Visiting artists celebrate Mexican heritage in West Chicago
There was a girl who stood out in the black-and-white photographs, a girl with a violin.
Juan Chawuk saw her. He was inspired. And with the careful stroke of his paintbrush, he brought her back to life.
For the past two weeks, the Mexican artist has been working on a mural in West Chicago as part of local nonprofit People Made Visible's artist residency program, which has invited artists from around the world to lead a community art project in the city since 2008.
Chawuk's canvas was a set of 5-foot-tall, 3-D letters that spelled out the name of the city, painted in bright colors similar to those used in Mexico tourism ads.
When Chawuk arrived, People Made Visible Executive Director Sara Phalen gave him an overview of the city's history to help him brainstorm what to paint on the letters. She shared old images, including a photo of one of the first Mexican families to settle in the city in the 1920s. That's where he saw Julia.
Chawuk decided to paint her in the center of the mural, on the "H." Musical notes drift out of her instrument onto the rest of the piece, reflecting how much has grown out of the roots Mexican immigrants planted in the city nearly 100 years ago.
Residents, including members of the library's youth council and other kids, were invited to paint with Chawuk several times over the past two weeks in his temporary studio in downtown West Chicago.
"When the kids in the community can see somebody who looks like them, it's a great role model for them, and it also allows them to see a new way they can express themselves," Phalen said.
Adults were moved too. Phalen said a woman whose parents were Mexican immigrants said Chawuk's work was a perfect marriage of her American and Mexican heritage.
"Art is a universal language," Phalen said. "Even if we don't all speak the same language or we don't all have the same opinion, we can all appreciate something that is beautiful. We can all take away something that is unique to ourselves but still take part in a shared experience."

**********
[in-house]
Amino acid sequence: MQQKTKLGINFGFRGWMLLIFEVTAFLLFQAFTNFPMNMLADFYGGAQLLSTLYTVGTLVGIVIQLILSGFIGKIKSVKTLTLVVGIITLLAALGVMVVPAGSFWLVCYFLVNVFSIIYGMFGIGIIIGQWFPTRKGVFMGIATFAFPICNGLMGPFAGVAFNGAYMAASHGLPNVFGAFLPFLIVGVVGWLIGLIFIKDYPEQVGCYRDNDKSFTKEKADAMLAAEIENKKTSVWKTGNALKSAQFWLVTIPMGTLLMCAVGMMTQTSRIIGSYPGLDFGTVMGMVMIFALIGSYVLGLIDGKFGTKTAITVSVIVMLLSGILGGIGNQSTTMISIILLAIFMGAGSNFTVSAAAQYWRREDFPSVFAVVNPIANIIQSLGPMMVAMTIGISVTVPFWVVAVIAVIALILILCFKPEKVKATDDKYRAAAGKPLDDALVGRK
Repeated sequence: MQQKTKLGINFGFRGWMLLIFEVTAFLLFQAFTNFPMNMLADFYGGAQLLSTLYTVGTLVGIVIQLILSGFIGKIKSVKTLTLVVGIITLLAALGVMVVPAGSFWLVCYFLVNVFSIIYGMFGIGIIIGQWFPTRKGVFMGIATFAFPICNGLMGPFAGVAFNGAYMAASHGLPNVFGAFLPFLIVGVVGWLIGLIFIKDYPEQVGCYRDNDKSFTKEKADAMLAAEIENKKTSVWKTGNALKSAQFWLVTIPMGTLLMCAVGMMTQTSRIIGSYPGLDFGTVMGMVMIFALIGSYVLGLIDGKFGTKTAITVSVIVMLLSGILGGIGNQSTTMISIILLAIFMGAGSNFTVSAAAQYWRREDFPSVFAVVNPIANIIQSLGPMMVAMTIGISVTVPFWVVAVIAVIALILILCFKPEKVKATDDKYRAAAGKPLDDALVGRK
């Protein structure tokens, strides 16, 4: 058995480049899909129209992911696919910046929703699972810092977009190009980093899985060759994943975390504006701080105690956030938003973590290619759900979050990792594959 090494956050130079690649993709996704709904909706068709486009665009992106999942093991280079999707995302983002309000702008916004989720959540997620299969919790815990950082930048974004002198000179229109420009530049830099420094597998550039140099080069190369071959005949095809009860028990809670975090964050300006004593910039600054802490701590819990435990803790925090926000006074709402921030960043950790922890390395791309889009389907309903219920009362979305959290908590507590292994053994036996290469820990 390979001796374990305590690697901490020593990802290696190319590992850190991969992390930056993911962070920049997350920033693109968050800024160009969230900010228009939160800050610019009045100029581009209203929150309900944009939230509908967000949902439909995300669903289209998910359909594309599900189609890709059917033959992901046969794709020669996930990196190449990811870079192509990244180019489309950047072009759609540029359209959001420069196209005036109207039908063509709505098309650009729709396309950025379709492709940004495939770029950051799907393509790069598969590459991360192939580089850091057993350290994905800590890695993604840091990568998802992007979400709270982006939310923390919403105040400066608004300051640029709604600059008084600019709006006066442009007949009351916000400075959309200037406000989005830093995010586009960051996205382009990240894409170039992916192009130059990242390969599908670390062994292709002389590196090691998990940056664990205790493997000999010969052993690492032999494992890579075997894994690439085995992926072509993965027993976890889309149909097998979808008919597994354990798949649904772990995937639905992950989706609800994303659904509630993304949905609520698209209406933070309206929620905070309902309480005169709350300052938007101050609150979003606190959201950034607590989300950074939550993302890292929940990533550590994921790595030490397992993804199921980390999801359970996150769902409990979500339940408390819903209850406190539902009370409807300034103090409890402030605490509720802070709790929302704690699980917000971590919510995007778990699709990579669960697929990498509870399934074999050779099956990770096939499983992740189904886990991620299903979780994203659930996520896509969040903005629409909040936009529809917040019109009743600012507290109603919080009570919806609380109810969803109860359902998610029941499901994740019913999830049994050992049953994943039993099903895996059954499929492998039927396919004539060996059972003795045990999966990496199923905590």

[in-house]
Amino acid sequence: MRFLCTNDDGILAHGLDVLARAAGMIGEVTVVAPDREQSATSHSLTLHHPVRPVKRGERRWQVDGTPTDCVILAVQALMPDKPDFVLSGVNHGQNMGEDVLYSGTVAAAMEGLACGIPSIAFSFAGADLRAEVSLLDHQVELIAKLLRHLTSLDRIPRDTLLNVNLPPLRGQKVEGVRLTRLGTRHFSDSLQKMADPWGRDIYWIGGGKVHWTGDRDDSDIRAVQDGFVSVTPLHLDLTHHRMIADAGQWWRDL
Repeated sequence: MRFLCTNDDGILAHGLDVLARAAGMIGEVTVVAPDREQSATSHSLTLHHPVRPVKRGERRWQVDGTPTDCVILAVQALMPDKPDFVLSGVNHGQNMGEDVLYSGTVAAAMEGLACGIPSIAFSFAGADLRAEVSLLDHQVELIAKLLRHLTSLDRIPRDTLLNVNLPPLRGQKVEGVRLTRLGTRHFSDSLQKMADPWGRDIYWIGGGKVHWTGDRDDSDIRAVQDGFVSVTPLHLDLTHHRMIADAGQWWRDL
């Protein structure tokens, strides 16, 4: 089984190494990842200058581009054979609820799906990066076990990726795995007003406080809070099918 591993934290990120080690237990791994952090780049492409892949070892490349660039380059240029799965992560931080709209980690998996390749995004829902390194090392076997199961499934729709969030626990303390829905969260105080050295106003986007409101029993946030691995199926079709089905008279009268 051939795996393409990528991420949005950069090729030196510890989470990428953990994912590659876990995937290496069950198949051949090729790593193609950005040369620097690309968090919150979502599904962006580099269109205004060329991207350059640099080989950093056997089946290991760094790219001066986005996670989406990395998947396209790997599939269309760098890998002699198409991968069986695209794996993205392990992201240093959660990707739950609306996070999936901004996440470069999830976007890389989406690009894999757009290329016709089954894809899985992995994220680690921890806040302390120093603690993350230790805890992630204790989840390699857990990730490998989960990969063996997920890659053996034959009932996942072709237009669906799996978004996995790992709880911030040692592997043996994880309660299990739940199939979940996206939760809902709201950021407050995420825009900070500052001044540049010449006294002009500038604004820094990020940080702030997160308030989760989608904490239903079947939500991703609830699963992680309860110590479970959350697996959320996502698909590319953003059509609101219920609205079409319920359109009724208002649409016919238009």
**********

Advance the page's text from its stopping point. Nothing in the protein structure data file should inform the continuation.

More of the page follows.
The mural will be dedicated during the city's Mexican Independence Day celebration Sept. 17. Phalen said it will remain mobile, so it can be moved to different parts of the city during future events.
Chawuk wasn't the only artist invited to take part in the residency program this year. Chicago-based artist William Estrada has been seen pushing a Mexican-style "paleta," or ice cream, cart throughout the city since May. But there aren't any cold treats in his cart -- instead, it's filled with art supplies to give anyone passing by a chance to do something creative, for free.
"People can just walk up to him on the sidewalk and do art with him," Phalen said.
Some of the projects Estrada has been doing with residents include printing shirts, making buttons and taking portraits of families that he prints on the spot. He has appeared at Blooming Fest, National Night Out, a library event and a family art event and has plans to attend the Mexican Independence Day celebration too.
Phalen said some families have been hesitant to go up to Estrada at first, but once they see other people walking away with fun pieces of art from his cart, they have been excited to get involved.
"People are so creative if you give them a chance to be," she said.